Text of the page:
However, to reduce the cost of the adsorption process, inexpensive agricultural biowaste material such as groundnut husk,10 rice husk,11,12 pine needles powder,13 guar gum biocomposite,14 coconut waste15 or the carbon derived from these, have earlier been used. Al-Degs et al.16 employed natural sorbents (consisting of primary minerals, i.e., quartz and aluminosilicates and secondary minerals, i.e., calcite and dolomite) for the removal of some heavy metals. Brooks et al.17 used alkali ash material permeable reactive barrier (AAM-PRB), a newly developed material for the removal of lead from contaminated water by batch and column experiments. Hirut et al.18 employed low cost and eco-friendly bio-sorbent eucalyptus camaldulensis to study its capacity for removing toxic heavy metals Pb, Cd and Cr from synthetic and industrial wastewater released from textile and leather industries. Review reports on adsorption phenomenon and removal of heavy metals including Pb have also appeared in the literature.19–24

Low-cost clay-rich soil may be a promising sorbent material for the treatment of wastewater contaminated with heavy metals.25 Mnasri-Ghnimi et al.26 have used single and mixed pillared clays for the removal of some heavy metals from wastewater. In the present study, sorption behavior of Pb (II) ions over a thermally treated clay-rich soil, collected from a site (8.822634N, 40.523574E) near Gelemso town in the Western Hararghie zone of Oromia region of Ethiopia, have been studied.

Material and methods

Chemicals

 Lead(II) nitrate [Pb (NO3)2, MW: 331.2, gmol−1) and hydrochloric acid (HCl, MW: 36.5 gmol−1) were from Blulux Laboratories. Nitric acid (HNO3, 98%, MW:63.10 gmol−1), Sodium hydroxide (NaOH, 98% , MW: 40.0 gmol−1), Sodium Chloride (NaCl, 98% MW:58.44 gmol−1), Phenolphthalein (C₂₀H₁₄O₄, MW: 318.328 gmol−1) were procured from Breckland Scientific Supplies, UK and Oxalic acid (H2C2O4, 99.8%, MW: 90.03 gmol−1), was from BDH Laboratories.

Sorbent material

Soils were collected from three different sites having geographical co-ordinates: (8.909331, 40.772494), (9.082266, 40.864575), (8.822634, 40.523574), situated near Bedesa, Asebe Teferi and Gelemso towns, respectively, in the western Hararghie zone of Oromia region of Ethiopia (Figure 1), and these were coded as: S1, S2 and S3, respectively. Soil sample was collected with the help of an Auger in a zigzag pattern up to 30 cm depth below the surface, from 15 different spots with one meter inter-spot separation and then mixed together in plastic bag to make a composite sample. The soil samples were dried in open air, pulverized and sieved to get particle size < 0.5 mm and then kept in moisture-free atmosphere before further use.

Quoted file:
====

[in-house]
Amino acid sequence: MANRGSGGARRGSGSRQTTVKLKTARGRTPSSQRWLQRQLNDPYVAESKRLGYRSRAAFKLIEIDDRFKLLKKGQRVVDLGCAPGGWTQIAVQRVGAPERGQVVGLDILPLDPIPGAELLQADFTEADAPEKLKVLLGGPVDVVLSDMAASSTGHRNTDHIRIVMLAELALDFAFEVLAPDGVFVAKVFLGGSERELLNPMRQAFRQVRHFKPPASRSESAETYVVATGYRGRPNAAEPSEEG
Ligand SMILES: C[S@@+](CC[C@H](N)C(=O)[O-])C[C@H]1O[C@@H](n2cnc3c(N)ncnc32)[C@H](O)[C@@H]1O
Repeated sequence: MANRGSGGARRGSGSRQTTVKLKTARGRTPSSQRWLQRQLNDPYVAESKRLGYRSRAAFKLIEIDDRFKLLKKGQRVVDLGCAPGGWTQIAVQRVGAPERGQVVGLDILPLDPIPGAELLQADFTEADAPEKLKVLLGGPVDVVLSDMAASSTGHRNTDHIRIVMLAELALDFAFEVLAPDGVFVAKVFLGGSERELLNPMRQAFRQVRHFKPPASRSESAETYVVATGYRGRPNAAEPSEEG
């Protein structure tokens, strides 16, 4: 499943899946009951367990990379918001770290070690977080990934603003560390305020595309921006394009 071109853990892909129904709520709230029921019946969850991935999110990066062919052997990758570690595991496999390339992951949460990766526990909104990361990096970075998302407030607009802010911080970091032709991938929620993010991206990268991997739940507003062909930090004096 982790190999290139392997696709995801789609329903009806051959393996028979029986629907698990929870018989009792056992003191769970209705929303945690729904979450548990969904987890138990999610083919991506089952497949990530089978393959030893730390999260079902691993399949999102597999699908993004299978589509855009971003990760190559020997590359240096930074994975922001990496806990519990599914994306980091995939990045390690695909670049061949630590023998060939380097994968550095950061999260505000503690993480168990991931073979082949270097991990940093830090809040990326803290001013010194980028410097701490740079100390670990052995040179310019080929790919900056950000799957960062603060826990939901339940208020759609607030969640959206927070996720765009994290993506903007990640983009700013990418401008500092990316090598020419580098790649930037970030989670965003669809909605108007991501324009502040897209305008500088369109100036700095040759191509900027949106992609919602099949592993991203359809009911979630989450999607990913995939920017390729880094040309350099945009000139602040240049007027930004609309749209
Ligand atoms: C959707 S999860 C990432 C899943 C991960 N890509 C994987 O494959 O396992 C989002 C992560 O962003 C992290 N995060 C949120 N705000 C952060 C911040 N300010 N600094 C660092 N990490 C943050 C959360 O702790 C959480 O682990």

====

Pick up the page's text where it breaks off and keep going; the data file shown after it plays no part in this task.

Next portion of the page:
Figure 1 Three sampling sites with geographical co-ordinates: (8.909331N, 40.772494E), (9.082266N, 40.864575E), and (8.822634N, 40.523574E) near Bedesa, Asebe Teferi, and Gelemso towns, respectively in western Hararghie Zone of Oromia region of Ethiopia. (West Harargie map under classification of Ethiopia drawn by using GIS software).

Thermal treatment of sorbent

The optimum temperature for thermal treatment of the soil used as sorbent was determined by heating 4 g of the soil for 2 hrs, at 1000C interval, over temperatures range: 200-9000C and recording each time the sorption of Pb(II) ions from solution of known initial concentration.

Measurement of soil pH

To determine pH of soil, 10 g of the air-dried soil, with particle size < 2 mm, was mixed with 25 mL deionized water in a 100 mL beaker, the soil suspension was stirred for 30 minutes and then kept unstirred for 5 minutes. The pH of the clear supernatant liquid was measured using a pH meter (Model MP220, Switzerland) at ambient temperature.

Measurement of cation exchange capacity

The cation exchange capacity (CEC) of soil was determined using ammonium acetate method.27 Typically, 100 mL 1M ammonium acetate aqueous solution (pH = 7.0) was added to 5 g soil taken in a 250 mL beaker, stirred the mixture for five minutes, and then kept as such, for overnight. The suspension was filtered through a deionized water-soaked Whatman No.1 paper. The residue was washed twice with 25 mL portion each of 1M ammonium acetate followed by washing with five successive 20 mL portion each of 10% NaCl sodium chloride solution, and the filtrate was made up to 100 mL. A blank solution was prepared similarly, where no soil was taken. The filtrate was titrated against 0.1N NaOH, and the CEC was obtained using the equation: